Indian Pediatr 2014;51:
Langerhans Cell Histiocytosis Presenting as
Isolated Mediastinal Mass in an Infant
Mohammed Ramzan and Satya Prakash Yadav
From Pediatric Hematology Oncology and BMT Unit,
Department of Pediatrics, Fortis Memorial Research Institute, Gurgaon,
Correspondence to: Dr Satya P Yadav, Department of
Pediatrics, Fortis Memorial Research Institute,
Gurgaon, Haryana, India.
Received: July 26, 2013;
Initial review: October 04, 2013;
Accepted: February 05, 2014.
Background: Isolated mediastinal involvement in Langerhans cell
histiocytosis (LCH) has been rarely reported. Case characteristics:
A 3-month-old boy presented with history of low grade intermittent
fever, cough and noisy breathing for 2 weeks. Observation: A
chest X-ray showed massive mediastinal widening. Biopsy of the
mass confirmed LCH. Outcome: Patient is doing well after one year
of treatment with LCH III protocol. Message: Langerhans cell
histiocytosis should be considered in differential diagnosis of
mediastinal mass in infants.
Keywords: Cancer chemotherapy, Histiocytosis,
Langerhans cell histiocytosis (LCH) is a rare
disease characterized by monoclonal proliferation of dendritic-cell
related histiocytes. It frequently involves bones, skin, hypothalamus
and "risk organs" (liver, lung, spleen, hematopoietic system) . We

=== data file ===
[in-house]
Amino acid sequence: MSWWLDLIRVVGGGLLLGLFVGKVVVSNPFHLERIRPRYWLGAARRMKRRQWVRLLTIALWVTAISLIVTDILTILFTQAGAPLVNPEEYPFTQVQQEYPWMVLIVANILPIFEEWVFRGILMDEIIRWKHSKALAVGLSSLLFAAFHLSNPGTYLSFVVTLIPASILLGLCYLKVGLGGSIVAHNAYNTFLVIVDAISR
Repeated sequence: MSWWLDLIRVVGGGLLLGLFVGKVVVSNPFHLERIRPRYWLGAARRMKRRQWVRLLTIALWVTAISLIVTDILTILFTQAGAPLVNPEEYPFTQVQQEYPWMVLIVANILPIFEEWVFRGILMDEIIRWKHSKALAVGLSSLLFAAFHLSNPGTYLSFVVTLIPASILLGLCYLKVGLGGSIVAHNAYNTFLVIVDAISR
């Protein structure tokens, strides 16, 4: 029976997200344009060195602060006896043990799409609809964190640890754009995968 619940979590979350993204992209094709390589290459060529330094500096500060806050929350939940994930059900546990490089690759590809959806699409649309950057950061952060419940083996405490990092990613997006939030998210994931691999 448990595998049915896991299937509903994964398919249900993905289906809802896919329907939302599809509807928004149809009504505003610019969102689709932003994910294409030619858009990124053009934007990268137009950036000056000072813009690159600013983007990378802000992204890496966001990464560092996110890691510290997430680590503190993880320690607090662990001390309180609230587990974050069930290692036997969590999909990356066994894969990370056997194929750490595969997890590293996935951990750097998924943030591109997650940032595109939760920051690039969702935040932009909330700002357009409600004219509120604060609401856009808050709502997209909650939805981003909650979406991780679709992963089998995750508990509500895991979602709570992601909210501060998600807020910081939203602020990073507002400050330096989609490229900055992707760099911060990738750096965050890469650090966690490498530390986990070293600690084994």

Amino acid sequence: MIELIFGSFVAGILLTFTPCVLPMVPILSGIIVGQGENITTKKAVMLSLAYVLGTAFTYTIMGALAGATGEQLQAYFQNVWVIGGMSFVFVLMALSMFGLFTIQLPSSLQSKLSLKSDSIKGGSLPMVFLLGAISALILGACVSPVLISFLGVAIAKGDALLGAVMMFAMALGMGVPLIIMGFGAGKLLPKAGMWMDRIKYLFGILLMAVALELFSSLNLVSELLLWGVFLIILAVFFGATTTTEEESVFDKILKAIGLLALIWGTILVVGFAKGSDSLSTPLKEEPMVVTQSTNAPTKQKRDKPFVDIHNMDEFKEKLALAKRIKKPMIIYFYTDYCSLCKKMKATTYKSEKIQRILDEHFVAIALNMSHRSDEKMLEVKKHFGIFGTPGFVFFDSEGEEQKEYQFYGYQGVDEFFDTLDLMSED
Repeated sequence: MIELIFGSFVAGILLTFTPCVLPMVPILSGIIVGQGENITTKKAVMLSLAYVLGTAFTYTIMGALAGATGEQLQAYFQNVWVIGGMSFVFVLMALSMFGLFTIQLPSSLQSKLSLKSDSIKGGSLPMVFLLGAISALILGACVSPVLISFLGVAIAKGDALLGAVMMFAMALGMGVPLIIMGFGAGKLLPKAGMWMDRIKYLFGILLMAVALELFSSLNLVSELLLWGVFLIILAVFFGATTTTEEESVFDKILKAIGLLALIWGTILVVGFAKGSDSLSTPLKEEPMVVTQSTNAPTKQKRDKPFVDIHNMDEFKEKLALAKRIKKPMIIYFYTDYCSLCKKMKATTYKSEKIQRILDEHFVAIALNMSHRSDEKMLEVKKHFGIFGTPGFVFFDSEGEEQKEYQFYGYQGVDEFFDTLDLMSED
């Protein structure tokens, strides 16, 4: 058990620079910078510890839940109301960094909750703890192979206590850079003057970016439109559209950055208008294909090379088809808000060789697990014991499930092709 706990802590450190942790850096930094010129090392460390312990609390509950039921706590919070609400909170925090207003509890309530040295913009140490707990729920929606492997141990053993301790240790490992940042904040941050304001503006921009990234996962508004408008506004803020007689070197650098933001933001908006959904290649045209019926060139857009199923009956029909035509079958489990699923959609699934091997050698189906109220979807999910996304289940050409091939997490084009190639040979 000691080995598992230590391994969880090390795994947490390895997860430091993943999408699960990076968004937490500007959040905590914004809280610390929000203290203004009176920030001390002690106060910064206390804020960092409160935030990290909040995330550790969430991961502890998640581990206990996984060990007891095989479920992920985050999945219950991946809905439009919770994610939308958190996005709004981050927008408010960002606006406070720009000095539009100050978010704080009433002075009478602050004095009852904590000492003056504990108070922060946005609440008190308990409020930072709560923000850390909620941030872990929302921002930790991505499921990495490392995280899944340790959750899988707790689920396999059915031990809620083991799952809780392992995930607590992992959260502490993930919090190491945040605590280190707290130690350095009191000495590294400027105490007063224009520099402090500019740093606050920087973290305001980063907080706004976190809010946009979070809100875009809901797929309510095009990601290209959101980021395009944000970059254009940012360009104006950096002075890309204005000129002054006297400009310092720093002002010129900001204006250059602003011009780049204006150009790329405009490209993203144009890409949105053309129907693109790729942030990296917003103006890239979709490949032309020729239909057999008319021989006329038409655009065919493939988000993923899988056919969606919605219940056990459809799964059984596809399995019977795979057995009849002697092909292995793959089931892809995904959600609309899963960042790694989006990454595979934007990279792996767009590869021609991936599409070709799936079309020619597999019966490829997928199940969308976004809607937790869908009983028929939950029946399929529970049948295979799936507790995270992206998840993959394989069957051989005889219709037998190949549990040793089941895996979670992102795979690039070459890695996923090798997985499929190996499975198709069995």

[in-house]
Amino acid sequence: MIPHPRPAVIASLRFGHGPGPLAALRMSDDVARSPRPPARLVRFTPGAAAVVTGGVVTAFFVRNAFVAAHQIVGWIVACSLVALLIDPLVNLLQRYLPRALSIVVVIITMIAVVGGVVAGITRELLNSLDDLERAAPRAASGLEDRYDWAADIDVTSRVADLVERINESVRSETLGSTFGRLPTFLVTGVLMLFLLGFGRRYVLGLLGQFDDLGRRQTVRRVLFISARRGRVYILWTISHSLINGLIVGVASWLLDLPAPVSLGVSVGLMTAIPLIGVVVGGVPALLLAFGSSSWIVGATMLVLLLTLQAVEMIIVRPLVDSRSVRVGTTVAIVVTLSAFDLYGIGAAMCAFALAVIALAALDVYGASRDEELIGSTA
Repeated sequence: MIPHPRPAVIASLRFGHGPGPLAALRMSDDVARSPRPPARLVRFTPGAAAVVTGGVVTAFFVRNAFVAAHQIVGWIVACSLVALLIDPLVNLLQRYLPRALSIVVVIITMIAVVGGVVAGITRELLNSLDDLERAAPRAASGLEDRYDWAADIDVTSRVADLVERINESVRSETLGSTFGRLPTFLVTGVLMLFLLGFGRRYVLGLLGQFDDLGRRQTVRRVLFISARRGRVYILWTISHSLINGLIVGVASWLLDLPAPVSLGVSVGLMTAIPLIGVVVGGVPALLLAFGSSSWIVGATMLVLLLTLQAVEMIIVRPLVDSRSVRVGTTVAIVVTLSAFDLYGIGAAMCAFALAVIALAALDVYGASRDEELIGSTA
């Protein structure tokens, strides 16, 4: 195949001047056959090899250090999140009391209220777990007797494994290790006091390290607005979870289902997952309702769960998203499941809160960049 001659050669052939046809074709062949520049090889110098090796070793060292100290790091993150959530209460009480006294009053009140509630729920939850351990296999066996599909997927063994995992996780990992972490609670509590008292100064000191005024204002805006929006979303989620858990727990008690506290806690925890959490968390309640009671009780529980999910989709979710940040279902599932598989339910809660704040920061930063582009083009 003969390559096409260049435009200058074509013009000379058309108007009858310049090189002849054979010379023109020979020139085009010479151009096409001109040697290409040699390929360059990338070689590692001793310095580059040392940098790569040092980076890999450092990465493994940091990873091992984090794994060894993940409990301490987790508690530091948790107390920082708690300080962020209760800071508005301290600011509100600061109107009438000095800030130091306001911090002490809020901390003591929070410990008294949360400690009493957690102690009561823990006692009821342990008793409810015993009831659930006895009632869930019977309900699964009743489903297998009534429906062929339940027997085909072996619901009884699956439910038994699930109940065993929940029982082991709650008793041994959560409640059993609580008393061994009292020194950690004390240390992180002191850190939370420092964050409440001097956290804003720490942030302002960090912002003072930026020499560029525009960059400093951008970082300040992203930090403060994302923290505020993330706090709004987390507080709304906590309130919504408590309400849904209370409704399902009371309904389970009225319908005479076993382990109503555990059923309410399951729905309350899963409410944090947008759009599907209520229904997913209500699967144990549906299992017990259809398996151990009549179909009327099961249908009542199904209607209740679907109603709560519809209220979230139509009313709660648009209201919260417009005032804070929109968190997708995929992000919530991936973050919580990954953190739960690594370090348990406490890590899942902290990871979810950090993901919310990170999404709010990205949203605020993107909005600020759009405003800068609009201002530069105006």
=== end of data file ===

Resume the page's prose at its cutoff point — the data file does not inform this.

report a rare presentation of LCH as an isolated mediastinal mass.
A 3-month-old boy (full-term, birth weight 3.0 kg)
presented with history of low grade intermittent fever along with cough
and noisy breathing for two weeks. On examination, child had respiratory
distress with crepitation heard on auscultation over chest. There was no
hepato-splenomegaly, rash or ecchymosis. Blood examination and other
laboratory studies were normal. He needed supplemental oxygen to
maintain normal oxygen saturations and received a trial of nebulized
salbutamol with no apparent benefit. A chest X-ray showed massive
mediastinal widening (Fig.1) and computerized tomography
(CT) scan (Fig.1) of the chest showed a large lobulated
heterogeneous soft tissue mass (15x15 cm) in the anterior mediastinum
with some stromal enhancement and tracheal compression but no osteolysis.
Bone marrow aspiration, serum alpha-feto-protein and beta HCG levels
Fig. 1 Chest X-ray and CT thorax showing large
mediastinal mass pre-chemotherapy (A, B) and good response post-
chemotherapy (C, D).
A CT-guided biopsy of the mass was done;
histopathology showed medium sized, coffee bean shaped hyperchromatic
cells with abundant pinkish cytoplasm and heavy eosinophilic
infiltration. Immunohistochemical stains were positive for S-100 and
CD1a. A diagnosis of LCH was made. Skeletal survey, including whole body
bone scans (Tc-99m) did not identify any malignant focus.LCH III
chemotherapeutic regimen  was adopted for treatment. Induction phase
consisted of weekly injection of vinblastine (6 mg/m2)
and oral prednisolone (40 mg/m2)
for 6 weeks. After induction chemotherapy, noisy breathing and other